1983–84  Mette Mestad (NOR)  Sanna Grønlid (NOR)  Gry Østvik (NOR)
1984–85  Sanna Grønlid (NOR)  Eva Korpela (SWE)  Kaija Parve (URS)
1985–86  Eva Korpela (SWE)  Sanna Grønlid (NOR)  Lise Meloche (CAN)
1986–87  Eva Korpela (SWE)  Anne Elvebakk (NOR)  Sanna Grønlid (NOR)
1987–88  Anne Elvebakk (NOR)  Elin Kristiansen (NOR)  Nadezhda Aleksieva (BUL)
1988–89  Elena Golovina (URS)  Natalia Prikazchikova (URS)  Svetlana Davidova (URS)
1989–90  Jiřina Adamičková (TCH)  Anne Elvebakk (NOR)  Elena Golovina (URS)
1990–91  Svetlana Davidova (URS)  Myriam Bédard (CAN)  Anne Elvebakk (NOR)
1991–92  Anfisa Reztsova (CIS)  Anne Briand (FRA)  Petra Schaaf (GER)1
1992–93  Anfisa Reztsova (RUS)  Myriam Bédard (CAN)  Anne Briand (FRA)
1993–94  Svetlana Paramygina (BLR)  Nathalie Santer (ITA)  Anne Briand (FRA)
1994–95  Anne Briand (FRA)  Svetlana Paramygina (BLR)  Uschi Disl (GER)
1995–96  Emmanuelle Claret (FRA)  Uschi Disl (GER)  Petra Behle (GER)1
1996–97  Magdalena Forsberg (SWE)  Uschi Disl (GER)  Simone Greiner (GER)
1997–98  Magdalena Forsberg (SWE)  Uschi Disl (GER)  Martina Zellner (GER)
1998–99  Magdalena Forsberg (SWE)  Olena Zubrilova (UKR)  Uschi Disl (GER)
1999–00  Magdalena Forsberg (SWE)  Olena Zubrilova (UKR)  Corinne Niogret (FRA)
2000–01  Magdalena Forsberg (SWE)  Liv Grete Poirée (NOR)  Olena Zubrilova (UKR)
2001–02  Magdalena Forsberg (SWE)  Liv Grete Poirée (NOR)  Uschi Disl (GER)
2002–03  Martina Glagow (GER)  Albina Akhatova (RUS)  Sylvie Becaert (FRA)
2003–04  Liv Grete Poirée (NOR)  Olga Pyleva (RUS)  Sandrine Bailly (FRA)
2004–05  Sandrine Bailly (FRA)  Kati Wilhelm (GER)  Olga Pyleva (RUS)
2005–06  Kati Wilhelm (GER)  Anna Carin Olofsson (SWE)  Martina Glagow (GER)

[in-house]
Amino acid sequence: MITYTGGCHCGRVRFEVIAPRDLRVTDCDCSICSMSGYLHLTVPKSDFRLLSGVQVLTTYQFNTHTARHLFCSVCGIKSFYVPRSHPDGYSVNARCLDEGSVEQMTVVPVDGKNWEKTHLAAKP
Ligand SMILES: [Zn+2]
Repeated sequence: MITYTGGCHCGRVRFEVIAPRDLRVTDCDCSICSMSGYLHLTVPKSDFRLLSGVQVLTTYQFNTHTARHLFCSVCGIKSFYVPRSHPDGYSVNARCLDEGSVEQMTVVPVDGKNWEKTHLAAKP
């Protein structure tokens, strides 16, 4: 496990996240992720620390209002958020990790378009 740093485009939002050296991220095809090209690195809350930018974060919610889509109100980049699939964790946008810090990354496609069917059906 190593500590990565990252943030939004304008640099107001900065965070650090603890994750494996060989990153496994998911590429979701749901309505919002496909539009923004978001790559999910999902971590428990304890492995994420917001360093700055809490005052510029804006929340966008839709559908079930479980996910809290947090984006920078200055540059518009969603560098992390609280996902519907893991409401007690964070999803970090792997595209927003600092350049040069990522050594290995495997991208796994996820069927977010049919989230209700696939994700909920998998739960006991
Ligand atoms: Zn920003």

2006–07  Andrea Henkel (GER)  Kati Wilhelm (GER)  Anna Carin Olofsson (SWE)
2007–08  Magdalena Neuner (GER)  Sandrine Bailly (FRA)  Andrea Henkel (GER)
2008–09  Helena Jonsson (SWE)2  Kati Wilhelm (GER)  Tora Berger (NOR)
2009–10  Magdalena Neuner (GER)  Simone Hauswald (GER)  Helena Jonsson (SWE)2
2010–11  Kaisa Mäkäräinen (FIN)  Andrea Henkel (GER)  Helena Ekholm (SWE)2
2011–12  Magdalena Neuner (GER)  Darya Domracheva (BLR)  Tora Berger (NOR)
2012–13  Tora Berger (NOR)  Darya Domracheva (BLR)  Andrea Henkel (GER)
2013–14  Kaisa Mäkäräinen (FIN)
 Tora Berger (NOR)3
n/a  Darya Domracheva (BLR)
2014–15  Darya Domracheva (BLR)  Kaisa Mäkäräinen (FIN)  Valj Semerenko (UKR)
2015–16  Gabriela Soukalová (CZE)  Marie Dorin Habert (FRA)  Dorothea Wierer (ITA)
2016–17  Laura Dahlmeier (GER)  Gabriela Koukalová (CZE)  Kaisa Mäkäräinen (FIN)
2017–18  Kaisa Mäkäräinen (FIN)  Anastasiya Kuzmina (SVK)  Darya Domracheva (BLR)
2018–19  Dorothea Wierer (ITA)  Lisa Vittozzi (ITA)  Anastasiya Kuzmina (SVK)
2019–20  Dorothea Wierer (ITA)  Tiril Eckhoff (NOR)  Denise Herrmann (GER)
2020–21  Tiril Eckhoff (NOR)  Marte Olsbu Røiseland (NOR)  Franziska Preuß (GER)
Notes
  • 1 Petra Schaaf married XC skier and later German national XC ski team coach Jochen Behle.